Stirring myself from the sun lounger at Fanta’s Folly, I walk along the beach to Butre, one of Ghana’s popular coastal villages. Small, near-translucent crabs scuttle towards their holes in the sand as I pass; they pause on the edge, waiting to see how close I will get before disappearing from view.
Across the wooden bridge that spans the river between the beach and the village, I wave at a group of teenagers, anticipating a chorus of ‘obroni’. But they are too engrossed in their game of damii to notice me.
I look for a path to Fort Batenstein, which sits on a small hill overlooking the village. There is no obvious way up through the haphazard houses, and no one offers directions as I walk through the main street. But at a school on the edge of Butre, a man asks me where I’m going. I answer him; he tells me I need a guide to visit the fort. ‘It’s illegitimate to go without out one’, he smiles. I smile back, deciding not to correct his mistake.
In the village, I soon find the simple wooden shack that acts as Butre’s tourist information centre. The teenage girl outside looks up at me impassively. I ask to visit the fort.
‘OK, let’s go.’
‘Too much, I’m not paying that much.’
‘Then you’re not going.’
She grins broadly. I wonder whether she is pleased to have outwitted the sweaty white man, or simply to have avoided a walk in the searing sun.
Instead, I head to the harbour. Men sit in groups mending their nets; they look up and nod curtly, not hostile but indifferent to yet another tourist with a camera trying to photograph their boats.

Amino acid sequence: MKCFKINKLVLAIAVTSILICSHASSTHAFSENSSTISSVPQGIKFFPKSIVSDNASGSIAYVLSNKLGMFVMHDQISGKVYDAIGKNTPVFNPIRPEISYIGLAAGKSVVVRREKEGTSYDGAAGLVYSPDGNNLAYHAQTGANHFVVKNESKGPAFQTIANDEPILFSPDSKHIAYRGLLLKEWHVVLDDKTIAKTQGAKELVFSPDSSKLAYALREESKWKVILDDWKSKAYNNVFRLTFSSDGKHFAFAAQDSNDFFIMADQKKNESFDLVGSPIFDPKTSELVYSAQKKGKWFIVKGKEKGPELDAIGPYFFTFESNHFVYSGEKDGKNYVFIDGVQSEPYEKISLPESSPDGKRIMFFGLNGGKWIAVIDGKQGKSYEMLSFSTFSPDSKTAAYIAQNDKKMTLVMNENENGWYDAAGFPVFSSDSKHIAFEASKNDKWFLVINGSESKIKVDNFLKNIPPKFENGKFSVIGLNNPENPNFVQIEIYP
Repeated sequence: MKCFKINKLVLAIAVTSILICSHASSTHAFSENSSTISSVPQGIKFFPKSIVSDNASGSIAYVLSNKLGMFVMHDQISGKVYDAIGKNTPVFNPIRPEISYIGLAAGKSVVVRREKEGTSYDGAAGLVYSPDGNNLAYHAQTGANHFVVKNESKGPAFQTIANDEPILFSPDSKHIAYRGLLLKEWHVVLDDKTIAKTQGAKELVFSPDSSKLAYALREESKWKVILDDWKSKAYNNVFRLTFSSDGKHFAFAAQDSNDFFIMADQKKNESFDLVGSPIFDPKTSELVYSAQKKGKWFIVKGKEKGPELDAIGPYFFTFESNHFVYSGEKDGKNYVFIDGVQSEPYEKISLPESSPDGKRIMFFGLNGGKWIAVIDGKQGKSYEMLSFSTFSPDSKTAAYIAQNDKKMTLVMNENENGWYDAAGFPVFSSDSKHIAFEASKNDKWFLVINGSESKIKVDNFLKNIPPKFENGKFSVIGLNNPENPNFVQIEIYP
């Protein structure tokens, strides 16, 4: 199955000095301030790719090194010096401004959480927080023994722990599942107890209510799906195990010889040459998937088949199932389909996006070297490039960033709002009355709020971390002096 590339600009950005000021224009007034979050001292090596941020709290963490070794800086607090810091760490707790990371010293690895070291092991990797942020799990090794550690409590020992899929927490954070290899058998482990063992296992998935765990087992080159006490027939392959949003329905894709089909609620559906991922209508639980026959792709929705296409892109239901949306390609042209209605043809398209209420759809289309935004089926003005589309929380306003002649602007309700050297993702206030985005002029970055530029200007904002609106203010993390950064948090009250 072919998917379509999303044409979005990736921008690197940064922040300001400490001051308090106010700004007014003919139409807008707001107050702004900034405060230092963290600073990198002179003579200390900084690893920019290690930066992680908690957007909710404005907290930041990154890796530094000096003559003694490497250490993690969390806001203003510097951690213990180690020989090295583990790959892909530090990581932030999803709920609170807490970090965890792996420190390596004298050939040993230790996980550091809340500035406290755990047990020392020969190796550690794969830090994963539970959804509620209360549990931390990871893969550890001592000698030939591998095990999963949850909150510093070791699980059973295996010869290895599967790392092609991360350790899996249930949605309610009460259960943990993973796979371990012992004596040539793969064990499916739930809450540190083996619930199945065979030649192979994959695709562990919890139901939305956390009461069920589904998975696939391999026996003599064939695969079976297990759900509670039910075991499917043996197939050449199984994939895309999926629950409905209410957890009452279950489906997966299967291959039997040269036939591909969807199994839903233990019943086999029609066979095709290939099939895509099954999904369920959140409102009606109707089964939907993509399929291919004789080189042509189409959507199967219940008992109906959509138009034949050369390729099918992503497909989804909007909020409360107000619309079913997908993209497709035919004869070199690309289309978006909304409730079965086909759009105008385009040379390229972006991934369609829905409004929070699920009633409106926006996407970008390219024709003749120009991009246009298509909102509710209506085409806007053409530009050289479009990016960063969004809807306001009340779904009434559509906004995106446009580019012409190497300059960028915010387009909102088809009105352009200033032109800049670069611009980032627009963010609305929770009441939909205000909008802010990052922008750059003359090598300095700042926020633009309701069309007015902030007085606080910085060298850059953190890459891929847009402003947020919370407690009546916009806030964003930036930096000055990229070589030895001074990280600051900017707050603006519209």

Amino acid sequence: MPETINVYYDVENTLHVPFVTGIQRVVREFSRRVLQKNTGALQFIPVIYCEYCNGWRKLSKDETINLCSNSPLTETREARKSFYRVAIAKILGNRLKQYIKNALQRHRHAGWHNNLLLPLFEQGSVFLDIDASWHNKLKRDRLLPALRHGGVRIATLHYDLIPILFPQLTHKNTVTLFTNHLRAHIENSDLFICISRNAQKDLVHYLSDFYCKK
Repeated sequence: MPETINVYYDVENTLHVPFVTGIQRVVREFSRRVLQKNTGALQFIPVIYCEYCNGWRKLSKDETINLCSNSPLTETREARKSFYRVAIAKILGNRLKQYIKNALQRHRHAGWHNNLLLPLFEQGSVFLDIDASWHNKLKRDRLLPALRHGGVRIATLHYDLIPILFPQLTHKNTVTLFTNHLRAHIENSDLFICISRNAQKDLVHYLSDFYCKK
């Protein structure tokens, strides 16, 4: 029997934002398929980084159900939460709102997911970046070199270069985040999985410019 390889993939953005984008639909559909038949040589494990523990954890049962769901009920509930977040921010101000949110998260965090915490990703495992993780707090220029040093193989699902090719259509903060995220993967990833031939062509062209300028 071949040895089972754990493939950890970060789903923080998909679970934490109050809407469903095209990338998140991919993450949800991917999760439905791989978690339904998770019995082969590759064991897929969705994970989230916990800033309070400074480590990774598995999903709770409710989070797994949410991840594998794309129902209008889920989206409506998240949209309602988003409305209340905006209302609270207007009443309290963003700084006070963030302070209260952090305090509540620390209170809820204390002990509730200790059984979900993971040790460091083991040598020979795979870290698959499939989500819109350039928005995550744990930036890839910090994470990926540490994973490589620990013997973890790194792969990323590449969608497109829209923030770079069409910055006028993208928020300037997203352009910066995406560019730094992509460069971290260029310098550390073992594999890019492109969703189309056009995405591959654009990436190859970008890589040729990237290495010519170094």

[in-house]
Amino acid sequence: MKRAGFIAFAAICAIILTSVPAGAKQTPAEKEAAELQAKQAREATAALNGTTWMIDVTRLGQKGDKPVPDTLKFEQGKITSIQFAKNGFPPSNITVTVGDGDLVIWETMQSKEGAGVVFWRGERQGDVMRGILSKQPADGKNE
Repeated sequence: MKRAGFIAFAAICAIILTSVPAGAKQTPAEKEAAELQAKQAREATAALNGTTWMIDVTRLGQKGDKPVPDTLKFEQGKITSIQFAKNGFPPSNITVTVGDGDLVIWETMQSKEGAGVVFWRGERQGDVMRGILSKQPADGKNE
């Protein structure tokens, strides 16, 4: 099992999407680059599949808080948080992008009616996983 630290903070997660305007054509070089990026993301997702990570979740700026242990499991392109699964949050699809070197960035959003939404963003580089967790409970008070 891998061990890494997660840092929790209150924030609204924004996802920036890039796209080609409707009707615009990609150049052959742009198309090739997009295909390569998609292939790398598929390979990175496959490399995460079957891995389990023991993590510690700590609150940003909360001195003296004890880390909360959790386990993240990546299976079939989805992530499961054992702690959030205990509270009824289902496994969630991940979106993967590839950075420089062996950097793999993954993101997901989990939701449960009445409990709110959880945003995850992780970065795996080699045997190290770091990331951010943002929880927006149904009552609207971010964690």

The children splashing in the water are more responsive. ‘Obroni, snap me’. They strut and pose for the camera, then crowd around to see themselves in the viewfinder. I take a deep breath as then sandy little hands grab at my expensive camera, reminding myself it can be cleaned. ‘Obroni, give me one cedi’ they then ask, an almost Pavlovian reaction to seeing a white person. They don’t seem to really expect a response, running back into the water, and I don’t give one.
I walk back along the beach and notice that most of the fishermen have discarded their nets. I ponder why, then spot a chalk notice on a board outside a bar: ‘Rubin Kazan v Chelsea, 4pm’. The cheers from inside suggests Chelsea have scored already (I have yet to meet a Rubin Kazan fan in Ghana).
Back across the bridge, I stop for a drink at the Johannesburg bar. The couple that own it pause their argument to serve me a chilled Star beer. The toothless old man next to me starts talking in broken English. ‘Visit … photo … leave … drink.’ A hand gesture confirms he wants, or expects, me to buy him a beer too.
I consider whether buying him one would reinforce stereotypes of tourists as cash points, or be a kind gesture to a poor man on a hot day. Then realise I only have four cedis on me. I pretend that I don’t understand him, pay up and leave hurriedly.
On the beach outside, a young rasta leans over his shoulder, smiles and waves. ‘Hey, obroni, how are you?’ A small dark pool is forming on the beach in front of him. ‘Fine, how are you?’ I wave back, making a mental reminder that talking to people mid-piss won’t be normal when I move back to Germany in two months.